IN TODAY'S RADIO REPORT: Trump revokes Obama's executive order protecting the nation's infrastructure from floods; July 2017 was the hottest July on record, and the hottest month ever; Monday's total solar eclipse to have big impact on solar energy generation; PLUS: National monuments on the chopping block in unprecedented monument review... All that and more in today's Green News Report!
IN 'GREEN NEWS EXTRA' (see links below): Court lets Exxon off the hook for Mayflower, AR pipeline damages; Trump EPA to rewrite coal plant wastewater rules; National Park Service ends ban on plastic water bottles; Thousands of dead sharks found on trawler illegally fishing in Galapagos marine sanctuary; Miami taxpayers foot the bill to protect city from climate change; Tough questions at solar panel trade dispute hearing; PA's shad return for first time in hundreds of years after dam removal; Environmental groups lose court challenge to stop LNG export terminal... PLUS: Yemen record 500,000 Cholera Cases, nearly 2,000 Deaths... and much, MUCH more! ...
STORIES DISCUSSED ON TODAY'S 'GREEN NEWS REPORT'...
- Trump Administration removes White House bike share station:
- Obama’s administration requested a Bikeshare station at the White House. Trump’s team just had it removed. (Washington Post):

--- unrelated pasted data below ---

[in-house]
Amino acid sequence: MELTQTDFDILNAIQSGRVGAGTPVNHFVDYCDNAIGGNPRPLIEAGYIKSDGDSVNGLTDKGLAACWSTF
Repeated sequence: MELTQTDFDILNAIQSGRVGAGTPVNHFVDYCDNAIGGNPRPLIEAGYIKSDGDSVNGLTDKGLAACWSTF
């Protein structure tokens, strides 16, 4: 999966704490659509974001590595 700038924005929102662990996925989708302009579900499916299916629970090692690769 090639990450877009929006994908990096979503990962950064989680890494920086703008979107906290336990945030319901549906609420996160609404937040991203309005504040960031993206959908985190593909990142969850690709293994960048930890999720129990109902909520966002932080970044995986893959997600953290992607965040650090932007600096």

The Trump administration has dismantled aspects of Obama’s legacy, big and small — including the Capital Bikeshare station that was installed on the White House grounds at the request of the Obama administration. Unlike every other Bikeshare station in the region, this one was not accessible to the public and could only be used by commuters who had access to White House grounds. The Obama administration requested the station in 2010.
- Trump Removed the White House’s Capital Bikeshare Station (The Washingtonian):
The Obama administration got the "secret" dock installed in 2010 for people who worked inside...Before former President Barack Obama left office in January, his Transportation Department signed off on new regulations redefining traffic as people who move on roads, rather than strictly vehicles—a change considered a coup for cyclists and pedestrians. President Trump’s relationship with the two-wheeled set is not so rosy.